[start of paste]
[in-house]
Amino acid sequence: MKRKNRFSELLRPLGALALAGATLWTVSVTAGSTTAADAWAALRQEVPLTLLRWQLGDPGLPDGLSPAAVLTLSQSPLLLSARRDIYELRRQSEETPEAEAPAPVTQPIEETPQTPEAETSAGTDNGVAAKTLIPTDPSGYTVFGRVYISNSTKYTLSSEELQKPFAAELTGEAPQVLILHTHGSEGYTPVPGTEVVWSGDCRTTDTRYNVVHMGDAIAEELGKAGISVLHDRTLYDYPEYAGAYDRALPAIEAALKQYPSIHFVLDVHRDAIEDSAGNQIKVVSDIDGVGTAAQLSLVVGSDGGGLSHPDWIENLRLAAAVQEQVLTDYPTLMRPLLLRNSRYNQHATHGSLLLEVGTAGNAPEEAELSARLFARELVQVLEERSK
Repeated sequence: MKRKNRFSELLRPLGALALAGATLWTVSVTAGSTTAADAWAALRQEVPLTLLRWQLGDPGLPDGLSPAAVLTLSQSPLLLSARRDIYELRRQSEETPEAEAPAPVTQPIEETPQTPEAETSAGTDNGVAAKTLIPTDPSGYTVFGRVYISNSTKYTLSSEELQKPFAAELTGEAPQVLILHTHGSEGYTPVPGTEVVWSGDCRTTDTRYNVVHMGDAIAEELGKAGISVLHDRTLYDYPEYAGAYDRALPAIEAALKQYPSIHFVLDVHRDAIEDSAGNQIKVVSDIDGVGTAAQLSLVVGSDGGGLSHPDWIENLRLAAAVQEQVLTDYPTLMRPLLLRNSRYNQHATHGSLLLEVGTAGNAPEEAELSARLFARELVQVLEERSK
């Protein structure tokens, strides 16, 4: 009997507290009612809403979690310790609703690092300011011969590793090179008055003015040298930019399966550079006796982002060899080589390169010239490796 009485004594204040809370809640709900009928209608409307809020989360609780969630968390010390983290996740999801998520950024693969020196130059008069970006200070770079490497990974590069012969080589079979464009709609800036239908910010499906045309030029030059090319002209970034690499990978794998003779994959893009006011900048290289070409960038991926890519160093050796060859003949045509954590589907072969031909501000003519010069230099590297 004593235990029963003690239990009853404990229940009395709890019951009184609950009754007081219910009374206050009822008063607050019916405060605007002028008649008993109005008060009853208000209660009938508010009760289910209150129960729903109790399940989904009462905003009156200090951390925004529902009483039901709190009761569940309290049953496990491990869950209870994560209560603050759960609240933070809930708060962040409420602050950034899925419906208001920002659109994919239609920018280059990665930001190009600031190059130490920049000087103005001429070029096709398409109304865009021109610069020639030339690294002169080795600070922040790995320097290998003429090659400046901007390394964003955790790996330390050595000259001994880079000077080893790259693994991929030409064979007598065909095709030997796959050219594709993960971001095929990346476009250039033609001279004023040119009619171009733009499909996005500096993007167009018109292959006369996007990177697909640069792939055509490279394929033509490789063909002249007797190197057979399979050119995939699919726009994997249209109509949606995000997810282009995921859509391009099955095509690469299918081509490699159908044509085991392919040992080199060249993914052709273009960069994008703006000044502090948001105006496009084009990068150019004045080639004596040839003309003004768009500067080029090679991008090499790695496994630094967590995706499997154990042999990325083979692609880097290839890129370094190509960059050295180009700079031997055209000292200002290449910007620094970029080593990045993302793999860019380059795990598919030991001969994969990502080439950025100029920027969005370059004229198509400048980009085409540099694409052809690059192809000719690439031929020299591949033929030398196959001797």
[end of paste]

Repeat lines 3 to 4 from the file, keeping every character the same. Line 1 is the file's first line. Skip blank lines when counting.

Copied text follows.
Repeated sequence: MKRKNRFSELLRPLGALALAGATLWTVSVTAGSTTAADAWAALRQEVPLTLLRWQLGDPGLPDGLSPAAVLTLSQSPLLLSARRDIYELRRQSEETPEAEAPAPVTQPIEETPQTPEAETSAGTDNGVAAKTLIPTDPSGYTVFGRVYISNSTKYTLSSEELQKPFAAELTGEAPQVLILHTHGSEGYTPVPGTEVVWSGDCRTTDTRYNVVHMGDAIAEELGKAGISVLHDRTLYDYPEYAGAYDRALPAIEAALKQYPSIHFVLDVHRDAIEDSAGNQIKVVSDIDGVGTAAQLSLVVGSDGGGLSHPDWIENLRLAAAVQEQVLTDYPTLMRPLLLRNSRYNQHATHGSLLLEVGTAGNAPEEAELSARLFARELVQVLEERSK
């Protein structure tokens, strides 16, 4: 009997507290009612809403979690310790609703690092300011011969590793090179008055003015040298930019399966550079006796982002060899080589390169010239490796 009485004594204040809370809640709900009928209608409307809020989360609780969630968390010390983290996740999801998520950024693969020196130059008069970006200070770079490497990974590069012969080589079979464009709609800036239908910010499906045309030029030059090319002209970034690499990978794998003779994959893009006011900048290289070409960038991926890519160093050796060859003949045509954590589907072969031909501000003519010069230099590297 004593235990029963003690239990009853404990229940009395709890019951009184609950009754007081219910009374206050009822008063607050019916405060605007002028008649008993109005008060009853208000209660009938508010009760289910209150129960729903109790399940989904009462905003009156200090951390925004529902009483039901709190009761569940309290049953496990491990869950209870994560209560603050759960609240933070809930708060962040409420602050950034899925419906208001920002659109994919239609920018280059990665930001190009600031190059130490920049000087103005001429070029096709398409109304865009021109610069020639030339690294002169080795600070922040790995320097290998003429090659400046901007390394964003955790790996330390050595000259001994880079000077080893790259693994991929030409064979007598065909095709030997796959050219594709993960971001095929990346476009250039033609001279004023040119009619171009733009499909996005500096993007167009018109292959006369996007990177697909640069792939055509490279394929033509490789063909002249007797190197057979399979050119995939699919726009994997249209109509949606995000997810282009995921859509391009099955095509690469299918081509490699159908044509085991392919040992080199060249993914052709273009960069994008703006000044502090948001105006496009084009990068150019004045080639004596040839003309003004768009500067080029090679991008090499790695496994630094967590995706499997154990042999990325083979692609880097290839890129370094190509960059050295180009700079031997055209000292200002290449910007620094970029080593990045993302793999860019380059795990598919030991001969994969990502080439950025100029920027969005370059004229198509400048980009085409540099694409052809690059192809000719690439031929020299591949033929030398196959001797």